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  • Doxycycline Dc is of special interest because


    Doxycycline (Dc) is of special interest because it is the most potent MMP inhibitor of the tetracycline-class antibiotics. Its mechanism of action involves Zn chelation, a property distinct from the antibacterial action [22]. Many studies have demonstrated the beneficial use of tetracycline for several inflammatory diseases in which MMPs play a pathological role [23], [24], [25]. In the kidney, Dc treatment attenuates IRI by reducing oxidative stress, inflammation, and apoptosis as well as facilitating repair [14], [26], [27], [28], [29], [30]. To the best of our knowledge, other than the molecular benefits of Dc, the outcomes of renal function protection by I/R have not been demonstrated. Another issue involves the appropriate Dc dose needed to improve renal function without causing bacterial resistance. We hypothesized that intraperitoneal treatment with low doses of Dc prevents glomerular filtration rate (GFR) decrease and the disruption in tubular Na+ handling. To test this hypothesis, we used a model of bilateral kidney ischemia for 30min followed by 24h reperfusion. The protection provided by treatment with low doses of Dc 2h before induction of ischemia was evaluated by measuring GFR and the activity of the primary Na+ transporters, as well as the Protease Inhibitor Cocktail levels of fibronectin, TGFβ, and MMPs.
    Materials and methods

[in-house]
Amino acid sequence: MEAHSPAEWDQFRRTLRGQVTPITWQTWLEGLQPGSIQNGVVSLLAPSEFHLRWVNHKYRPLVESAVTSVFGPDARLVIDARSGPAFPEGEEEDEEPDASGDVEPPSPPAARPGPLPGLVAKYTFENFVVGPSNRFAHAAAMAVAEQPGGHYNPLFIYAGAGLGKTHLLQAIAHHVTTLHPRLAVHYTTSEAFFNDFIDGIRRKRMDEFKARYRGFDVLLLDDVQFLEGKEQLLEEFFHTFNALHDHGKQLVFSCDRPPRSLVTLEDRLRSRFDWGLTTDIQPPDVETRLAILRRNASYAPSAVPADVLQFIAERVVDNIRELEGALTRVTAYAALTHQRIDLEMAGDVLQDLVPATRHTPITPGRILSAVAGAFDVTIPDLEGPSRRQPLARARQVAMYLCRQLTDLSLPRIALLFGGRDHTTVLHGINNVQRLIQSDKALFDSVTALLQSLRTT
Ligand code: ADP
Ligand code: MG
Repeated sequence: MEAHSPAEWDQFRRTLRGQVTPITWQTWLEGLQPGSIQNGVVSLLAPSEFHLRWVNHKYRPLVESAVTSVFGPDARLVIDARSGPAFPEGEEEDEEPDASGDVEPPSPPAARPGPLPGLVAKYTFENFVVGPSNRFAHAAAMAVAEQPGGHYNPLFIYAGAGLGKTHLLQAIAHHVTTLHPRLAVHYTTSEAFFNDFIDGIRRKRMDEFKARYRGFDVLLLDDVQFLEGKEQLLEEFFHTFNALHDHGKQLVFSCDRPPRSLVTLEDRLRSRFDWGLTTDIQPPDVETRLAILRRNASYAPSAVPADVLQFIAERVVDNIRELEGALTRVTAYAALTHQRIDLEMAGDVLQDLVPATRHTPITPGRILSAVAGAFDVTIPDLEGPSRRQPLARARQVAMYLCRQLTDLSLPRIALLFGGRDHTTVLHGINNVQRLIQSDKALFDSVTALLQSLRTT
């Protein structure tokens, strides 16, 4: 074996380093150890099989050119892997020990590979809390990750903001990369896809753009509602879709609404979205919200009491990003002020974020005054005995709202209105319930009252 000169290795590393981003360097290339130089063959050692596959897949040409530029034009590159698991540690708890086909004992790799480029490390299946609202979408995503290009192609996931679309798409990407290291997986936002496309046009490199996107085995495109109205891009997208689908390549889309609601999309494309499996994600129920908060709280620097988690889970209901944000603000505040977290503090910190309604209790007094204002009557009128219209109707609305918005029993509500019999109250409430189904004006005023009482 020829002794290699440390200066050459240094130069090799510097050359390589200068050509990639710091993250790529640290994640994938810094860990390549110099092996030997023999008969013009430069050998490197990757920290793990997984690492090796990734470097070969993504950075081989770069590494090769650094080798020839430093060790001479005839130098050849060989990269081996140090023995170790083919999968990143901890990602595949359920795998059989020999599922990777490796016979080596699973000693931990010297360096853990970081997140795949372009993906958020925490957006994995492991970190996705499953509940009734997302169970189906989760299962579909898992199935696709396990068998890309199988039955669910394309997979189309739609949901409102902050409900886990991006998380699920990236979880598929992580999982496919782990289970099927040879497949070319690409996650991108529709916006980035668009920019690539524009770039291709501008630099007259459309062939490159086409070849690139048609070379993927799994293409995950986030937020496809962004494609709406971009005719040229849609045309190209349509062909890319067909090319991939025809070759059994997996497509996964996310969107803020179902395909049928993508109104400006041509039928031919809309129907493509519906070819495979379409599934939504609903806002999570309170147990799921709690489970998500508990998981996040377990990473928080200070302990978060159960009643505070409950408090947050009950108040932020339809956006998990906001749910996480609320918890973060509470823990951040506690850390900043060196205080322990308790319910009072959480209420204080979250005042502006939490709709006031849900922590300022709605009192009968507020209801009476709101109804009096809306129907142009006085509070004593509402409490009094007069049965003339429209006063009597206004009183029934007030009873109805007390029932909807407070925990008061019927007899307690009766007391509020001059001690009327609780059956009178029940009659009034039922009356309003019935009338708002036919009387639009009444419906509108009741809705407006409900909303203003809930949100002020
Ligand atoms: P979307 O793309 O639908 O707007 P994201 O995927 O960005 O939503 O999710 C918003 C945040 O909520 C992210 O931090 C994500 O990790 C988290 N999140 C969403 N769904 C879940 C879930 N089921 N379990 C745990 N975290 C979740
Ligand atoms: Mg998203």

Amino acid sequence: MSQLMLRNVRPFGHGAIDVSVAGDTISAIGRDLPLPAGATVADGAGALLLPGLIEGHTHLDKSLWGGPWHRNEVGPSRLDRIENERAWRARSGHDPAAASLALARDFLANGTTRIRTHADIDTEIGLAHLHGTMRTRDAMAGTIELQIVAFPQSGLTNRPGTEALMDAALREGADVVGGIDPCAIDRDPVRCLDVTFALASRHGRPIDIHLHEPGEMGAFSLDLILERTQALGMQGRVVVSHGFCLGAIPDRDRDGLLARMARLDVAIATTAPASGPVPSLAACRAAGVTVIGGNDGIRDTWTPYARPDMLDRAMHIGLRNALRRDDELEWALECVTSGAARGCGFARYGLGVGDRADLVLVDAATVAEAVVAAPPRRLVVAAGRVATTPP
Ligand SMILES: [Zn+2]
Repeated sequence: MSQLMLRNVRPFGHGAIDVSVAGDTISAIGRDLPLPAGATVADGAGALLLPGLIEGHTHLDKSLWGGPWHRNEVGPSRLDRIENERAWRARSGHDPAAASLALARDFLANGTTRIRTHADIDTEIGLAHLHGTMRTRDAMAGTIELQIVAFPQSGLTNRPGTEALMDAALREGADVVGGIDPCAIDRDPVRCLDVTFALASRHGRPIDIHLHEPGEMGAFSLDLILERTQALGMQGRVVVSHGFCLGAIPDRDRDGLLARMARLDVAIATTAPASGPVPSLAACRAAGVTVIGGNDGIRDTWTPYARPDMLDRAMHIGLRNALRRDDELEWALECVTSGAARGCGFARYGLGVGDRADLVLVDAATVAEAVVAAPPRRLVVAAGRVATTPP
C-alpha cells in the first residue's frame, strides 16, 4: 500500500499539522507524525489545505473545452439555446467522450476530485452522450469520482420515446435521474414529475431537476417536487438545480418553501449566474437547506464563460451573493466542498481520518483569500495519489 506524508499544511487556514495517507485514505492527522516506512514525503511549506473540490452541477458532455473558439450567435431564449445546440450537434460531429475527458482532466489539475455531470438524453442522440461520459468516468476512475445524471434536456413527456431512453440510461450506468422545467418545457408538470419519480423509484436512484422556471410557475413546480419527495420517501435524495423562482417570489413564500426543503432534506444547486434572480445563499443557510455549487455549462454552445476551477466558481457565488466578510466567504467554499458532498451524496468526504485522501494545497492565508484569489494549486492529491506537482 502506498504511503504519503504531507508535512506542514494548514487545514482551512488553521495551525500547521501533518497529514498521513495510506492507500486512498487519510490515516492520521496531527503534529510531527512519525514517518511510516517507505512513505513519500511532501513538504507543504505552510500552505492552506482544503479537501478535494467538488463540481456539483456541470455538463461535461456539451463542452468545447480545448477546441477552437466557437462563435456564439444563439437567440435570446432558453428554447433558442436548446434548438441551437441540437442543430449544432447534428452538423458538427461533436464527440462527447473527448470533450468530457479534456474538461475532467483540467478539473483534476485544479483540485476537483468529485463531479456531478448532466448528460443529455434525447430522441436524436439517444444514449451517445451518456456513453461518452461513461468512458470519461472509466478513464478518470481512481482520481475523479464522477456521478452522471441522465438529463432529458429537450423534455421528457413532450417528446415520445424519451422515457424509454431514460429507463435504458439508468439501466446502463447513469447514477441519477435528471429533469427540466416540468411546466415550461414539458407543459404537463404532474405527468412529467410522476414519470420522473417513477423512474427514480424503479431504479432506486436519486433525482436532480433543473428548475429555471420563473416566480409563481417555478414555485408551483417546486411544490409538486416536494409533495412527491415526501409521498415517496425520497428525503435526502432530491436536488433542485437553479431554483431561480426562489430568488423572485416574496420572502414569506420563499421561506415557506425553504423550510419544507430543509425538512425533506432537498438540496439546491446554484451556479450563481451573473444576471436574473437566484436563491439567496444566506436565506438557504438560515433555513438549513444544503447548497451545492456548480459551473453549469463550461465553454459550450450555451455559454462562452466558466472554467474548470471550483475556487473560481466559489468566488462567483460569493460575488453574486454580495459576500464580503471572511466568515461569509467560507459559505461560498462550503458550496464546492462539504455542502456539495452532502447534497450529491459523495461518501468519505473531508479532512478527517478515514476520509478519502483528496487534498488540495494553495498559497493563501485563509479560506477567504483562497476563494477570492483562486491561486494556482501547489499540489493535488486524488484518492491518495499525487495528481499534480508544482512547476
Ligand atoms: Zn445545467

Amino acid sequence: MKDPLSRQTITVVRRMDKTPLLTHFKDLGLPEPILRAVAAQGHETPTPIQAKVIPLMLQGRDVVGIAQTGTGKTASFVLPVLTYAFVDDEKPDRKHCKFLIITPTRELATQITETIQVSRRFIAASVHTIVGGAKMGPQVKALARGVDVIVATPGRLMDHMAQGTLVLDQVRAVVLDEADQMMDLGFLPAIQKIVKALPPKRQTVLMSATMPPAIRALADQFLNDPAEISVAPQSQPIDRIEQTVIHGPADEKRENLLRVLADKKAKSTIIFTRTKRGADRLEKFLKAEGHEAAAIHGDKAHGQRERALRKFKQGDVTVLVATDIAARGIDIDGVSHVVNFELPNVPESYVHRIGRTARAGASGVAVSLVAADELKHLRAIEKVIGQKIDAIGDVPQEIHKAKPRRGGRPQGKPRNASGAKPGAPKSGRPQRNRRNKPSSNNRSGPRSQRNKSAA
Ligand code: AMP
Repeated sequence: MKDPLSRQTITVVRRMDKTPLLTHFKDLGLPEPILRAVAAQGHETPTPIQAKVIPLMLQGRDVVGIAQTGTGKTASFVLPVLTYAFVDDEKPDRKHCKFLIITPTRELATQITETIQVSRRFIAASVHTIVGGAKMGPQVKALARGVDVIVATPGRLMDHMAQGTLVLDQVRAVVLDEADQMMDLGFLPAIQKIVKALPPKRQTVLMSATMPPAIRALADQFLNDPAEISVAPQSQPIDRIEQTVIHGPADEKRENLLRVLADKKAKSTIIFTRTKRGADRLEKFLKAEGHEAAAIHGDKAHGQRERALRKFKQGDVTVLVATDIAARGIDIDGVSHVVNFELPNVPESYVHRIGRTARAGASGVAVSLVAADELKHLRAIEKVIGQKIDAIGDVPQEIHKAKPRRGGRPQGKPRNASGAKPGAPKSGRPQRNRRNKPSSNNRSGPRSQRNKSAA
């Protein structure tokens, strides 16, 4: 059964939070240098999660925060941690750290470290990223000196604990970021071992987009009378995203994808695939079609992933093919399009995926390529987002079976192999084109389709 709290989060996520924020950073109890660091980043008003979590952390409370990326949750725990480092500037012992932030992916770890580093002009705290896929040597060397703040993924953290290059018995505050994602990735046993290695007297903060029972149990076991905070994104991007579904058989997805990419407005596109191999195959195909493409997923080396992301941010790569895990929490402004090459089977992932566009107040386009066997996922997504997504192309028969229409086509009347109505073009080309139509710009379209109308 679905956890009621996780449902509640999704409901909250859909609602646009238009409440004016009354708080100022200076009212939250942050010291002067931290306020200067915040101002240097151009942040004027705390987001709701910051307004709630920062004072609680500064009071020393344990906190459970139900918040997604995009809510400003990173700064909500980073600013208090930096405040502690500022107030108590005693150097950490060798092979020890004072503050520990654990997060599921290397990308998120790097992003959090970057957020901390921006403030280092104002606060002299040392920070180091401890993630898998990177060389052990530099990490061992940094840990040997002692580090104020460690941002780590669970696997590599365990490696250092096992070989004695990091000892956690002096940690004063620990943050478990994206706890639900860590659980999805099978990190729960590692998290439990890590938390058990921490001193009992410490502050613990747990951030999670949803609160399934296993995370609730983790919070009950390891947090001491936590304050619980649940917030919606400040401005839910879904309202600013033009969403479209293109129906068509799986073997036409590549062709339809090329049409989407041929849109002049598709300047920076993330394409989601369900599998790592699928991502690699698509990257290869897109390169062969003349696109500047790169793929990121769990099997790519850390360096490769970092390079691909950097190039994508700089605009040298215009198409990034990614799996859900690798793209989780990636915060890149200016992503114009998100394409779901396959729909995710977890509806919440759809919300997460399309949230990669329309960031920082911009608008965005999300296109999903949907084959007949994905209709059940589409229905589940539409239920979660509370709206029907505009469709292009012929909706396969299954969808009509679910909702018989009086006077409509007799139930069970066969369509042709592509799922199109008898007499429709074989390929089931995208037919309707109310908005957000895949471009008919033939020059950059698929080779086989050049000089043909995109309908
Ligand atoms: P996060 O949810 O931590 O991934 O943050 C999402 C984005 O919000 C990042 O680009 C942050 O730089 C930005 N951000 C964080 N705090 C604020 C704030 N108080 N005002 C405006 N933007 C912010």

Results > Discussion We provide evidence that intraperitoneal administration of low-dose Dc (3mg/kg) protects kidney function (glomerular filtration and epithelial Na+ transport) from IRI. To our knowledge, there are no previous studies comparing different low doses of Dc on the renal function impairment provoked by I/R, although its beneficial effects on kidney structure and signaling pathways associated with kidney injury have been reported [14], [26], [27], [28], [29], [30]. In our study, the usual Dc dose was 10mg/kg, administered either orally or by intraperitoneal injection. We have demonstrated that treatment with 3mg/kg Dc attenuates total MMP activities, restores MMP-2 and -9 protein contents, fibronectin deposition, and tubular TGF-β expression. All of these changes appear to be associated with preservation of GFR and tubular Na+ transport. Notably, Dc 3mg/kg, the dose with beneficial effects in renal function in I/R rats, did not affect kidney function and structure when administered to sham-operated rats. The transient ischemic episode (30min) followed by 24h reperfusion induced polyuria and proteinuria, reduced GFR, increased urea-nitrogen accumulation in the blood, and diminished FENa. Moreover, the alteration in kidney morphology (score of 2 in the cortex and 2.5 in the medulla) corresponded to a mild tubular injury which is similar to that found in a previous rat model of AKI [41], [42], [43], [44], [45], [46]. This disrupted renal function in an early stage of IRI can be related to rapid alterations in the renal cortex structures, interstitial fibronectin accumulation, and augmented tubular TGFβ1 immunoexpression. Although fibrosis has been generally accepted as a marker of chronic kidney injury, it was also demonstrated in IRI. Yang et al., [47] linked fibrosis to cell cycle arrest in five different models of acute tubular injury. The authors elegantly demonstrated that the development of fibrosis in each AKI model correlated with the arrest of proximal tubule cells cycle in G2/M. Injured tubular cells drive damage and inflammation by releasing profibrotic factors, in particular TGF-β, identifying proximal tubule cells as a major player in injury and fibrosis [48]. In the kidney cortex, we observed interstitial fibronectin accumulation and increase in tubular TGF-β1immunoexpression. Treatment with 3mg/kg Dc hinders these events, thus we propose that Dc may impede acute kidney injury from progressing to chronic kidney disease. The immunoexpression of TGF-β in the glomeruli of the control rat could be related to the regulation of the extracellular matrix mediated by mesangial cells, since these cells express and respond to TGF-β1 signaling [49], [50]. The same profile was observed in patients with established structural kidney injury that presented a significant increase in serum creatinine and decreased GFR [51].